1. I started SBG in my Calculus class. And I am wondering what took me so long. Students loved it. They liked that they could focus on learning without the stress. I loved that my valdectorian-competing students had complete control over their grades. Want a higher grade? All you need to do is simply demonstrate a higher level of knowledge. Boom. That's it. Next stop, my Algebra 2 classes. In order for SBG to be successful here, I must figure out how to be more efficient with all the paper work and re-assessing.
2. Two Algebra 2s. This year my school decided to offer two levels of Algebra 2. I teach both. The basic level Algebra 2 was especially challenging. I think every student in that room hated math and everything associated with it. At least it felt that way some days. I put a lot of energy into managing behavior and felt like I didn't do justice to the math. It was just tough. Really tough. I have an opening in my schedule for second semester, so I will be able to split that class into two sections. I am very much looking forward to working with smaller groups. It will be better. I am feeling determined and hopeful.
3. I decided my (non-advanced) Algebra 2 class would be the best place to start Interactive Notebooks. I am pretty sure that what I am doing does not count as a true INB. There are no beautiful foldables or elaborate color-coded notes. (Even though I wish there were). But there is a lot of stuff glued into a notebook. I like that the constraints of the page size forced me to edit content and constantly ask what was really important for students to know/do. All but 1 or 2 students had perfectly completed/organized notebooks at the end of the semester. When it was time to review, everyone could easily locate what they were looking for. There is something about numbering pages and filling out tables of contents and gluing notes or practice into a composition notebook that equals organizational magic. I had my challenges with this group, but locating someone's missing assignment was not one of them.
4. On a personal note, and because I cannot resist writing about it, I ran my first EVER half marathon in 2013. This was a pretty big deal for me. I was the kid who dreaded, every year of my entire life, the day in PE class when we had to run a mile. As an adult I have loved what running has done for me . . . I am healthier, I have found friendships with running buddies, and I've figured out that I am capable of so much more than I ever imagined. I love sharing this story with my students, as many of them experience math the way that I experienced running. I like to think that I understand what they are feeling in some way.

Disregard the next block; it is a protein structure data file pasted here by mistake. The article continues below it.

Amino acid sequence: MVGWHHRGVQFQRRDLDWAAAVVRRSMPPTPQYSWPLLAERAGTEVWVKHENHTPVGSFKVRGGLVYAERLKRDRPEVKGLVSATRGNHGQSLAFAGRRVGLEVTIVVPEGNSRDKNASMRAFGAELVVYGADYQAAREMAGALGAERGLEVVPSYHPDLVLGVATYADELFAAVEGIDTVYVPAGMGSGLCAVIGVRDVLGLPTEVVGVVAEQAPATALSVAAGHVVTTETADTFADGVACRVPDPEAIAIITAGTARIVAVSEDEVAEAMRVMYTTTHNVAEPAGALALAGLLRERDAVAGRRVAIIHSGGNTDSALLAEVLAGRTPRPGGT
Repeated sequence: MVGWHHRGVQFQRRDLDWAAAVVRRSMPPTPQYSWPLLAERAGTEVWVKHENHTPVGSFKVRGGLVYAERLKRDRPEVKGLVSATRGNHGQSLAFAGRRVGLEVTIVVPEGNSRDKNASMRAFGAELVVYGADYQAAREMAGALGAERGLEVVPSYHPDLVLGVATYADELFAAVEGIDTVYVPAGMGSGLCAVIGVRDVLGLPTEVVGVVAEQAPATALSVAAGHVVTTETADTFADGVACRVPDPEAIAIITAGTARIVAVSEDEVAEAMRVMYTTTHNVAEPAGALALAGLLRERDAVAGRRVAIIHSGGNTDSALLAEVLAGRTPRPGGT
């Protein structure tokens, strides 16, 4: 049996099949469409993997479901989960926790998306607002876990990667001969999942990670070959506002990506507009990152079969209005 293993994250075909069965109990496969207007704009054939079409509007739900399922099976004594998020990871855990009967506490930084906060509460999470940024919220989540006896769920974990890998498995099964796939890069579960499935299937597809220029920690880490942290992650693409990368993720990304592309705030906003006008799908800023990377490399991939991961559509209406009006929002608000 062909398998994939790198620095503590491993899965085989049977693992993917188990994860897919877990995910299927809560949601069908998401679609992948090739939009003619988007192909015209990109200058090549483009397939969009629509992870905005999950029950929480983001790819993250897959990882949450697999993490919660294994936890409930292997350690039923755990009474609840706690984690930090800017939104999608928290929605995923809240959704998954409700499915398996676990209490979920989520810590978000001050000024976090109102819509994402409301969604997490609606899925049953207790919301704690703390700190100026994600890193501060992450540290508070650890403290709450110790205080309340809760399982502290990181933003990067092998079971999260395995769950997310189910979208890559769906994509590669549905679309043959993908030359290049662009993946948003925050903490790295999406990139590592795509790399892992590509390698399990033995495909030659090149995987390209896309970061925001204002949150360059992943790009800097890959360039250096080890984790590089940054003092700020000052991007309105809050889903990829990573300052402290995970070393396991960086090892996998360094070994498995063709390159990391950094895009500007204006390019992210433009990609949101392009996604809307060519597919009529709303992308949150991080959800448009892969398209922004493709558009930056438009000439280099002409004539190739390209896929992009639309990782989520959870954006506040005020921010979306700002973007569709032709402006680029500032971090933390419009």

I wish I could hug the guy who took this picture around mile 8 or so because . . . people behind me!
Lastly, because I hate to break tradition, my most-read (or least not-read?) posts from the last year:
How I Taught End Behavior: This is my goal . . . more lessons like this where students are sorting and looking for patterns and figuring things out. More students doing, less teacher telling.
Trig Hand: Trick alert! My mistake was using this in my Algebra 2 classes. I won't do that again, even after focusing on the conceptual understanding. But I will use this with my Calculus students, and I have used it myself since I discovered it.
Plethora of Practice: I made two sets of cards for evaluating trig ratios, and found a lot of different ways to use them for a variety of practice sessions.
Desmos Test Question: I fell in love with Desmos this year, and I am still discovering all the many ways I can use this tool in my classroom. Here I used it for assessment.
Diving Into Programming: This year I dipped my toes into simple programming on a TI-83/84 calculator. After a few days, I am convinced that programming has a place in every math classroom. My dream is to have a project to go with each unit of the classes I teach. And the entry is so much lower than you think. You can do this, too.
This Lesson Cost $1: My intro to the zero product property.
Unit Circle: This post exemplifies what I love about blogging. I came asking for help, and I received some really helpful comments. I am thankful.